Diet & the 1920s Reducing Craze

Reducing in the "Roaring Twenties"

An advertisement for Flo-ra-zona soap
which claimed to reduce fat quickly.
Click to enlarge.

In a general sense the term “reducing” in the twenties meant the physical reduction of the body and the attempt to create a smaller self. In other words, it meant dieting and losing weight to become thin. The “reducing craze” and the need to “reduce one’s shape” implied an attempt to create a standardized and thin figure that was in line with the fashion of the period.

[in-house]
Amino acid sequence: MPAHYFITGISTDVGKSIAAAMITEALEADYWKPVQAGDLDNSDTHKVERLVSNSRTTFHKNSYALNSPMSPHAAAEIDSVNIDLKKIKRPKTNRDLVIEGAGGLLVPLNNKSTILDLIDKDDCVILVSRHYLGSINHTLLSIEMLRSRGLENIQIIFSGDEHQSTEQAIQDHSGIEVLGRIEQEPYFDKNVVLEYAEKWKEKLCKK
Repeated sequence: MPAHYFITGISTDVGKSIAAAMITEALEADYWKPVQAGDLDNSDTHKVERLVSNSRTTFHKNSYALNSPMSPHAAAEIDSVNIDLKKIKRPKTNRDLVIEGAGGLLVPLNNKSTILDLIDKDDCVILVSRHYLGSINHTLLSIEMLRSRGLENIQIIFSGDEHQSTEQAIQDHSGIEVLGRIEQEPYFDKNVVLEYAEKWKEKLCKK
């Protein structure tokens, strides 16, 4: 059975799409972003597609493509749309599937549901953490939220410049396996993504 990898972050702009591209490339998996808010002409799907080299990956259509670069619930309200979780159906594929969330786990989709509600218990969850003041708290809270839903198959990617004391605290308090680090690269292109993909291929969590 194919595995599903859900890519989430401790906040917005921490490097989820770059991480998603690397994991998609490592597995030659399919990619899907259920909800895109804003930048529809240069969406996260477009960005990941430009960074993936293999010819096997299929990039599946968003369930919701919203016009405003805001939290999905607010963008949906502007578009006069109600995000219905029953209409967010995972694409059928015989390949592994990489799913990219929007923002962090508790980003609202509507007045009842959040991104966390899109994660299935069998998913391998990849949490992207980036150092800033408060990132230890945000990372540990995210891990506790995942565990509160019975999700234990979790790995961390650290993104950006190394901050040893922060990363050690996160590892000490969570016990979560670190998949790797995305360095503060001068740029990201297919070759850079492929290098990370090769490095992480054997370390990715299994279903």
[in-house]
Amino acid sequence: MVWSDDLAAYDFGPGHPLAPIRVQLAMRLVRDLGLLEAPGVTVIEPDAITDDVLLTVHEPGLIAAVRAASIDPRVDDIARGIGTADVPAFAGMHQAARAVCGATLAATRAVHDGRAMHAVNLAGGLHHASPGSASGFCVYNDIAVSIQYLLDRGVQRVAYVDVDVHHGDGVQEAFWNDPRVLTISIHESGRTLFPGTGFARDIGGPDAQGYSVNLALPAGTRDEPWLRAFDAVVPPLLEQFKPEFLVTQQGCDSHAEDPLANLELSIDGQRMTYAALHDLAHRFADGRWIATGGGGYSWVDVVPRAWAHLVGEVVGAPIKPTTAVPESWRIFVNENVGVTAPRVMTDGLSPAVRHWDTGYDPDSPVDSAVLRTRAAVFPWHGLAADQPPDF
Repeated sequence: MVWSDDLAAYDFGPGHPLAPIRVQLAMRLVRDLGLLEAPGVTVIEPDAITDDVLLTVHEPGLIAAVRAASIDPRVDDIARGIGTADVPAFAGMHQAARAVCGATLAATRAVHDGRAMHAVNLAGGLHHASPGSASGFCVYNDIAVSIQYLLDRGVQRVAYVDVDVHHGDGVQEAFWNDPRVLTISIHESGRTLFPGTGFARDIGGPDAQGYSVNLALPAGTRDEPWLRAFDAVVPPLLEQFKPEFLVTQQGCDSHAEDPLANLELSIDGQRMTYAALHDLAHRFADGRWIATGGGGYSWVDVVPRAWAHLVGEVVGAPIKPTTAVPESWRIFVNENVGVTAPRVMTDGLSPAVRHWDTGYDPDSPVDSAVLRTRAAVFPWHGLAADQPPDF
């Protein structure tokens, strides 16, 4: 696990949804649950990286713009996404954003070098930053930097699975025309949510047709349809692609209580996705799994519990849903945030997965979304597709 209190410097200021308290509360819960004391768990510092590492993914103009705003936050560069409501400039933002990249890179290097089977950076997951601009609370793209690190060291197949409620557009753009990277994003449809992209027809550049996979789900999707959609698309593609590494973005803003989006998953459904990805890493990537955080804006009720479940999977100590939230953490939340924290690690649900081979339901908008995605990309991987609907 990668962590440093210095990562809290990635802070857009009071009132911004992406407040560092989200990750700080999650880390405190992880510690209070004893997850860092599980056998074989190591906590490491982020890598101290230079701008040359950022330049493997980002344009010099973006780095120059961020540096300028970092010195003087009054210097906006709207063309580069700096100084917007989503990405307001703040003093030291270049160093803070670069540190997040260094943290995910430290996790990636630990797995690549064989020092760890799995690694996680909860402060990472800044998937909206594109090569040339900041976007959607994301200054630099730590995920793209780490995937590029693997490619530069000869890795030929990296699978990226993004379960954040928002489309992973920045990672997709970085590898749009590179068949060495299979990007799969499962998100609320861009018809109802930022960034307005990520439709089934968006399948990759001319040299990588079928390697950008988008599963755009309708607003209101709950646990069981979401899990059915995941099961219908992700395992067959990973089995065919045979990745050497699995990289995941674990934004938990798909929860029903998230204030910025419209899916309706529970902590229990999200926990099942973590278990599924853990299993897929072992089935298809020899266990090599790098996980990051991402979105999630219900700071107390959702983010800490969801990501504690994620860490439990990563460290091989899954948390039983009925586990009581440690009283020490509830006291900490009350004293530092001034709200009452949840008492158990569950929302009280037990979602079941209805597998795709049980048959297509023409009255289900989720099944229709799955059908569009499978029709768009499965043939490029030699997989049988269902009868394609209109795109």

Between 1900 and 1920 an obsession over fat and physical culture in the United States developed as a result of a number of historical factors. This obsession, later deemed "Reduceomania" by Photoplay magazine, was paralleled by changes in the ideal standards of beauty for women, industrialism, the emergence of a consumer culture, and the rise of the Hollywood star system.

This site explores the history of the "Reducing Craze", the origins of the craze, as well as the shift toward a health-based system composed of diet and exercise, or "Reduceosanity", in the late 1920s.